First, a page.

We tried our best to conserve. Dumping the toilet water was certainly not sanitary but we had little choice without abandoning our Christmas in NH.
Family Member 1: "Where you going all bundled up?"
Family Member 2: "Just outside to relieve myself."
This experience immediately made me curious. How can I bring this experience to my classroom? So I did a little research alongside my 7th graders who are currently researching the Millennium Goals.
The world poverty standard is an income of $2 per day or less. By this world poverty statistic, 50 % of the global population lives in poverty. Of the 2.2 billion children in the world, 1 billion live in poverty. Poverty is closely linked to access to clean water. 1.1 billion people lack access to clean water, with only 25 % of the global poor having indoor plumbing. More than half of all people suffering from illness in developing countries because of poor water conditions. -Stephanie Lamm Borgen Project
Perhaps you are aware of the United Nations Millennium Goals?
Goal 7: "Ensure Environmental Sustainability" includes the following from the United Nations.
United Nations Reports Target 7.C:
Halve, by 2015, the proportion of the population without sustainable access to safe drinking water and basic sanitation
- The world has met the target of halving the proportion of people without access to improved sources of water, five years ahead of schedule.
- Between 1990 and 2010, more than two billion people gained access to improved drinking water sources.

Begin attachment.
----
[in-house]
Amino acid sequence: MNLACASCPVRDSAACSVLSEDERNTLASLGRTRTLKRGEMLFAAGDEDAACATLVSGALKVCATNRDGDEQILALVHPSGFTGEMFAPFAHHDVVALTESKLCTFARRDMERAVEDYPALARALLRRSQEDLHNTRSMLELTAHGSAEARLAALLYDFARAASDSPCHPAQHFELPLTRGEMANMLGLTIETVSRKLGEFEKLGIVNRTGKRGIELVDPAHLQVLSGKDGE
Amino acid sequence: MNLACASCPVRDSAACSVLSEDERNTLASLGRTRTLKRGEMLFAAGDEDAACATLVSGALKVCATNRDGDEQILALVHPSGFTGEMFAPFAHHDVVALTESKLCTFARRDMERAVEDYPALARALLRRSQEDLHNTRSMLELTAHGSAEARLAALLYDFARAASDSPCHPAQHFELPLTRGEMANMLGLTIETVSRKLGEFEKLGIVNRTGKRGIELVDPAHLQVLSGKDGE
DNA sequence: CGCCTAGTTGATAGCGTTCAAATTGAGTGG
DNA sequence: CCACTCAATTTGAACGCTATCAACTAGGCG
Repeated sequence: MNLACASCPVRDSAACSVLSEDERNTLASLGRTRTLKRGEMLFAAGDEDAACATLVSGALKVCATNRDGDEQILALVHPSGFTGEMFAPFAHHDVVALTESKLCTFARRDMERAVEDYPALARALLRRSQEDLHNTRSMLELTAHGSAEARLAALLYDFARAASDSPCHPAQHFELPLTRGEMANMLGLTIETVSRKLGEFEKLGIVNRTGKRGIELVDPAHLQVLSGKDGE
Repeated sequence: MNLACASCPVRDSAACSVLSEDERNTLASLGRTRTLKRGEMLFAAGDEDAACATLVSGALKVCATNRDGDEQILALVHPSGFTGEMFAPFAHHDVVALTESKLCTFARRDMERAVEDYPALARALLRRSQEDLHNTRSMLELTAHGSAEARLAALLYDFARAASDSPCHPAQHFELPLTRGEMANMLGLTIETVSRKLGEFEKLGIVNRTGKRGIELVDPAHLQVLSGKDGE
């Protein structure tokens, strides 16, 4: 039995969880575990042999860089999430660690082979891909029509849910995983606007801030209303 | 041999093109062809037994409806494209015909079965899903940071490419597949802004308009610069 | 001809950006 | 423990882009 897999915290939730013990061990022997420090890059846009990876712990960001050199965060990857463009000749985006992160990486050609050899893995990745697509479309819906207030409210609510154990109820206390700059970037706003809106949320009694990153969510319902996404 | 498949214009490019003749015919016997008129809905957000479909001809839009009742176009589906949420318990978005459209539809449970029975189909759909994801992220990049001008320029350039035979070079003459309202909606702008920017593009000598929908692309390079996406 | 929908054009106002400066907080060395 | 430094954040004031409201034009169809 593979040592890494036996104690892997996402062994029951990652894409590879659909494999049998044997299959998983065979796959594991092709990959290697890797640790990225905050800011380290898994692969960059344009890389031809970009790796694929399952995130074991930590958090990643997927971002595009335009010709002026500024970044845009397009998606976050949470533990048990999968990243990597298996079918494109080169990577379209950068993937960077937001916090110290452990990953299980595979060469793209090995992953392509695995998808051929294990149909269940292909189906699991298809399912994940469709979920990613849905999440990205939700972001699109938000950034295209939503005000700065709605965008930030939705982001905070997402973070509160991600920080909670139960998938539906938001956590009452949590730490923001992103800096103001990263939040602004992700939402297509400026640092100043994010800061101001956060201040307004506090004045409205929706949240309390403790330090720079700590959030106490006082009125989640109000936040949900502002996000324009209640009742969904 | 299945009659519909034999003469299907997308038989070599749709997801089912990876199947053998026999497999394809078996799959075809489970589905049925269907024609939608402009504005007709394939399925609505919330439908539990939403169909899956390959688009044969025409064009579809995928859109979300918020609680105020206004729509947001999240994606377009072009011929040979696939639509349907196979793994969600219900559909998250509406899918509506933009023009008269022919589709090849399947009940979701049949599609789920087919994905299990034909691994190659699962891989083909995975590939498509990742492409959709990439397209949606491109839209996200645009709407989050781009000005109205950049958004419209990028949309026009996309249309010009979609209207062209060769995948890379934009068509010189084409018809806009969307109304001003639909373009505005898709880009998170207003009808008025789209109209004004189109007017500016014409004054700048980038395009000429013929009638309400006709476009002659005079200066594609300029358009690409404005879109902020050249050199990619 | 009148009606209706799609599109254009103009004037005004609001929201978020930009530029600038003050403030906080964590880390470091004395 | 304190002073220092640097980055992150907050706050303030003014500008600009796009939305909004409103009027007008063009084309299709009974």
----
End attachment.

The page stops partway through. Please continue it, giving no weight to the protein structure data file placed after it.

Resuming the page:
- The proportion of people using an improved water source rose from 76 per cent in 1990 to 89 per cent in 2010.
- Over 40 per cent of all people without improved drinking water live in sub-Saharan Africa.
- In 2011, 768 million people remained without access to an improved source of drinking water.
- Over 240,000 people a day gained access to improved sanitation facilities from 1990 to 2011.
- Despite progress, 2.5 billion in developing countries still lack access to improved sanitation facilities.
So, while we have come along way we still have a ways to go. This experience really got me thinking. Upon further research I become more aware of the diseases that become widespread from lack of sanitation facilities, the fact that education is lost because girls miss school because they won't go without private latrines especially during their menstrual cycles, and I felt sad that the country of South Africa that I fell in love with this summer is only at 74%. I also started to think about water conservation and how it directly and indirectly affects me. Hello California drought!!! Might be a lesson there, soon. How much water do you use?
The world bank describes this sanitation issue as:
Access to improved sanitation facilities refers to the percentage of the population using improved sanitation facilities. The improved sanitation facilities include flush/pour flush (to piped sewer system, septic tank, pit latrine), ventilated improved pit (VIP) latrine, pit latrine with slab, and composting toilet.